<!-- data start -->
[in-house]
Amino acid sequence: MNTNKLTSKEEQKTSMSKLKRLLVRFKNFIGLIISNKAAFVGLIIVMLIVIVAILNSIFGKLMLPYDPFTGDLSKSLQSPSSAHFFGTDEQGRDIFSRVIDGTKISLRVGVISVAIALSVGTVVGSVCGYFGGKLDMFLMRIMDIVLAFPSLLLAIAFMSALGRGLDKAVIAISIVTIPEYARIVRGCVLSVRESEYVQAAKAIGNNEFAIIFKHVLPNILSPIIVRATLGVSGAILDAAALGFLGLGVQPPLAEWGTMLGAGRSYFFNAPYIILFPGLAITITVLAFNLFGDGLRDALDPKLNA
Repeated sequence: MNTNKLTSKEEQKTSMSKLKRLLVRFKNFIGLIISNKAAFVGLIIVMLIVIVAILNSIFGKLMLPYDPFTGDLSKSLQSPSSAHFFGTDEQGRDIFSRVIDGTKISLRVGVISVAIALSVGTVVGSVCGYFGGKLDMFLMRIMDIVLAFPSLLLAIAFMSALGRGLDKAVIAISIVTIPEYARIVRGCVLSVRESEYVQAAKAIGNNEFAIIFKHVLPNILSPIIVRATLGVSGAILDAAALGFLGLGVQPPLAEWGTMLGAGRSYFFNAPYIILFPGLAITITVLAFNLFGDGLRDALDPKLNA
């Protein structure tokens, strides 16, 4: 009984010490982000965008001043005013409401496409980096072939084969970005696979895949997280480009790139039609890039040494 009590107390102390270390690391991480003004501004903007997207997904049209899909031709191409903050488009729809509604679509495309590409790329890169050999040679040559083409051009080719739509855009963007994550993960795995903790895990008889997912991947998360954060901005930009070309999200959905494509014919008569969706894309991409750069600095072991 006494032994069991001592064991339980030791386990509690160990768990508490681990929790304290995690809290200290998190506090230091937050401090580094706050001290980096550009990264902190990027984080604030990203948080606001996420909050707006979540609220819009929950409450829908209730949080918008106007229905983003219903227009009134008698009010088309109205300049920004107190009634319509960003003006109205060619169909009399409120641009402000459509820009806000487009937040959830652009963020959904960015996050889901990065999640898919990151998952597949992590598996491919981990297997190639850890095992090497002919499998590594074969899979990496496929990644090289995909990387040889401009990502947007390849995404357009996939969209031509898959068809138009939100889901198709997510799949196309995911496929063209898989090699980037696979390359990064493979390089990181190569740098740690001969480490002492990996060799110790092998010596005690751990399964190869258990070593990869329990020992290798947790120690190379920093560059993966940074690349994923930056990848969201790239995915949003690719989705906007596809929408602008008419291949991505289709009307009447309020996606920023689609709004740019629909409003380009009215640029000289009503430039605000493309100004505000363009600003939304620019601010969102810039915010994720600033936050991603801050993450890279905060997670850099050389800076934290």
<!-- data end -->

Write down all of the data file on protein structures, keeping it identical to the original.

[in-house]
Amino acid sequence: MNTNKLTSKEEQKTSMSKLKRLLVRFKNFIGLIISNKAAFVGLIIVMLIVIVAILNSIFGKLMLPYDPFTGDLSKSLQSPSSAHFFGTDEQGRDIFSRVIDGTKISLRVGVISVAIALSVGTVVGSVCGYFGGKLDMFLMRIMDIVLAFPSLLLAIAFMSALGRGLDKAVIAISIVTIPEYARIVRGCVLSVRESEYVQAAKAIGNNEFAIIFKHVLPNILSPIIVRATLGVSGAILDAAALGFLGLGVQPPLAEWGTMLGAGRSYFFNAPYIILFPGLAITITVLAFNLFGDGLRDALDPKLNA
Repeated sequence: MNTNKLTSKEEQKTSMSKLKRLLVRFKNFIGLIISNKAAFVGLIIVMLIVIVAILNSIFGKLMLPYDPFTGDLSKSLQSPSSAHFFGTDEQGRDIFSRVIDGTKISLRVGVISVAIALSVGTVVGSVCGYFGGKLDMFLMRIMDIVLAFPSLLLAIAFMSALGRGLDKAVIAISIVTIPEYARIVRGCVLSVRESEYVQAAKAIGNNEFAIIFKHVLPNILSPIIVRATLGVSGAILDAAALGFLGLGVQPPLAEWGTMLGAGRSYFFNAPYIILFPGLAITITVLAFNLFGDGLRDALDPKLNA
């Protein structure tokens, strides 16, 4: 009984010490982000965008001043005013409401496409980096072939084969970005696979895949997280480009790139039609890039040494 009590107390102390270390690391991480003004501004903007997207997904049209899909031709191409903050488009729809509604679509495309590409790329890169050999040679040559083409051009080719739509855009963007994550993960795995903790895990008889997912991947998360954060901005930009070309999200959905494509014919008569969706894309991409750069600095072991 006494032994069991001592064991339980030791386990509690160990768990508490681990929790304290995690809290200290998190506090230091937050401090580094706050001290980096550009990264902190990027984080604030990203948080606001996420909050707006979540609220819009929950409450829908209730949080918008106007229905983003219903227009009134008698009010088309109205300049920004107190009634319509960003003006109205060619169909009399409120641009402000459509820009806000487009937040959830652009963020959904960015996050889901990065999640898919990151998952597949992590598996491919981990297997190639850890095992090497002919499998590594074969899979990496496929990644090289995909990387040889401009990502947007390849995404357009996939969209031509898959068809138009939100889901198709997510799949196309995911496929063209898989090699980037696979390359990064493979390089990181190569740098740690001969480490002492990996060799110790092998010596005690751990399964190869258990070593990869329990020992290798947790120690190379920093560059993966940074690349994923930056990848969201790239995915949003690719989705906007596809929408602008008419291949991505289709009307009447309020996606920023689609709004740019629909409003380009009215640029000289009503430039605000493309100004505000363009600003939304620019601010969102810039915010994720600033936050991603801050993450890279905060997670850099050389800076934290």